ISABEL RUBIO ARROYO | Tungsteno
As food prices continue to rise and a potential global food crisis looms, nearly a third of all food produced each year is thrown away or spoils before it is consumed, according to the World Food Programme. A team of scientists are aiming to put an end to this problem with a new plant-based food packaging material that aims to combat food spoilage and the growth of pathogenic micro-organisms. We look at the potential and limitations of their promising findings, published in the scientific journal Nature Food.
"We knew we needed to get rid of the petroleum-based food packaging that is out there and replace it with something more sustainable, biodegradable and nontoxic," says Philip Demokritou, director of the Nanoscience and Advanced Materials Research Center, a scientist at Rutgers University and one of the study's authors. This led him to the question: "Can we design food packaging with a functionality to extend shelf life and reduce food waste while enhancing food safety?"
His team set to work. Together with some scientists from Harvard University, they aimed to develop "new-generation 'smart' and 'green' food packaging". They created a scalable technology to turn biopolymers—macromolecules that can be plant-based and derived from food waste—into smart fibres that can wrap food directly. "We are harnessing advances in materials science and materials processing to increase both the longevity and freshness of the food items and doing so in a sustainable model," says Kit Parker, professor of bioengineering and applied physics at Harvard University's School of Engineering and Applied Sciences.
The new food packaging system has its roots in battlefield medicine. Parker and his team had previously developed antimicrobial fibres for wound dressings. "As it turned out, wound dressings have the same purpose, in some ways, as food packaging: maintaining tissues, protecting them against bacteria and fungi, and controlling moisture," explains Huibin Chang, another of the study's authors.
Scientists around the world have been searching for years for ways to create sustainable packaging to replace plastic. Credit: American Chemical Society
Wrapping food the Spider-Man way
Using this material, the result resembles a web-wrapped fruit. "Like the webs cast by the Marvel comic book character Spider-Man, the stringy material can be spun from a heating device that resembles a hair dryer and “shrink-wrapped” over foods of various shapes and sizes, such as an avocado or a sirloin steak," explains science news portal EurekAlert. The food wrapping material can be rinsed with water and degrades in soil within three days, according to the study.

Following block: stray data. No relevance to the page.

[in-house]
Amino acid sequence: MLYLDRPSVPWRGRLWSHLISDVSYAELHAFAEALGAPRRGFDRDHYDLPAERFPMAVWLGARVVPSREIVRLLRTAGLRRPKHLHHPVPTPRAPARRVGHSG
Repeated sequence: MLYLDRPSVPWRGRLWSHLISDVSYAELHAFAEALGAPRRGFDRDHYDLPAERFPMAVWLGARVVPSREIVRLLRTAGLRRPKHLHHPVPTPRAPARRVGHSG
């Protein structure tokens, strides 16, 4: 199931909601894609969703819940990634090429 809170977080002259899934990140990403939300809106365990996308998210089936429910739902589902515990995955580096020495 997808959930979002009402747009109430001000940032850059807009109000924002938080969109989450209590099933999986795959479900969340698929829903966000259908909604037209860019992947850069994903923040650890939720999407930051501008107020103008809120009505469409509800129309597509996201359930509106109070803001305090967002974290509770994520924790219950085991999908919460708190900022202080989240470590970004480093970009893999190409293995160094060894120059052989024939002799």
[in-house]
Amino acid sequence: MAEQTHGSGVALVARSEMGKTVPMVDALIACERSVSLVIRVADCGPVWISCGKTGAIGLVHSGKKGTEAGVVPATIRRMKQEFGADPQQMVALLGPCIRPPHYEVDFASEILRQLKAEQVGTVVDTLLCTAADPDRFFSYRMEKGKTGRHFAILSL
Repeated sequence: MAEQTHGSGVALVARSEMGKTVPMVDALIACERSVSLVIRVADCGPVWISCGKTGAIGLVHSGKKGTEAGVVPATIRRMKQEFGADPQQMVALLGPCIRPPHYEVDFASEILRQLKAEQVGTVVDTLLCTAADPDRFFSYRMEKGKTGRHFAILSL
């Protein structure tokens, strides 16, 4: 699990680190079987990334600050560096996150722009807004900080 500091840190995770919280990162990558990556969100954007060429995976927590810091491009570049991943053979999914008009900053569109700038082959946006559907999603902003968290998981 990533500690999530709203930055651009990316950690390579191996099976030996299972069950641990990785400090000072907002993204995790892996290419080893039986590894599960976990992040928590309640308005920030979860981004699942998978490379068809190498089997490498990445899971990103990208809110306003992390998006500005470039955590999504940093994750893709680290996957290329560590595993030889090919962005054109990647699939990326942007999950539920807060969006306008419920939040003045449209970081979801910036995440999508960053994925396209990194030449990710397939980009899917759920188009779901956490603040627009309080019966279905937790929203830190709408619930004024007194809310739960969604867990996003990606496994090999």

In theory, the material is tough enough to protect avocados from bruising. In addition, it contains antimicrobial agents to combat spoilage and pathogenic microorganisms such as E. coli—bacteria that can cause serious food-borne illness—and listeria, another bacteria that can be found in a variety of raw, processed and unpasteurised milk-based foods and can cause listeriosis. The fibres wrapped around the food are combined with natural antimicrobial ingredients such as thyme oil, citric acid and nisin. The aim, according to Demokritou, is for these materials to act as sensors and destroy bacterial strains to extend the shelf life of food.
Researchers have developed a new material for packaging avocados that aims to extend their shelf life. Credit: Nature Food.
Extending the shelf life of fresh avocados and strawberries
In tests conducted by the study's authors, the material extended the shelf life of avocados by 50%. Despite the potential of this solution, it has one major drawback: the economic and technical challenges of making it scalable. This is the main challenge facing researchers trying to create sustainable packaging to replace plastic. Nevertheless, Demokritou is upbeat: "There are a lot of companies focusing on developing sustainable technologies and materials. And I’m very optimistic that we will see an escalation of their use in many products in the near future."
It is true that there are many promising examples. For example, as reported in research published in the journal ACS Applied Materials & Interfaces, a team of scientists has created a 'smart' packaging material that uses biodegradable corn protein, starch and other naturally occurring biopolymers. In one experiment, strawberries wrapped in the material stayed fresh for seven days before developing mould, compared to four days for those in typical plastic fruit boxes.
A team of scientists investigates how to keep foods like strawberries fresher for longer. Credit: Harvard School of Public Health.
Green solutions in the age of plastic
Plastics are one of the biggest threats to the environment because they rarely biodegrade. As a review published in Environmental Toxicology and Pharmacology explains, they typically break down into microplastics and nanoplastics through different processes and end up in the air, rain, snow and Antarctic ice, the oceans and even our diet. Demokritou stresses that "over the past 50 to 60 years, during the Age of Plastic, we’ve placed 6 billion metric tonnes of plastic waste into our environment. They are out there degrading slowly. And these tiny fragments are making it into the water we drink, the food we eat and the air we breathe," he says.
Although numerous researchers are working to replace plastic, many of the most promising projects to create sustainable packaging have not yet left the lab and have yet to scale up and reach the mass market. This is no easy task, and especially so in this case, as these researchers are looking to solve one of the great challenges of the century: minimising spoilage and waste to provide safe and nutritious food for the world's growing population.
· — —
Tungsteno is a journalism laboratory to scan the essence of innovation. Devised by Materia Publicaciones Científicas for Sacyr’s blog.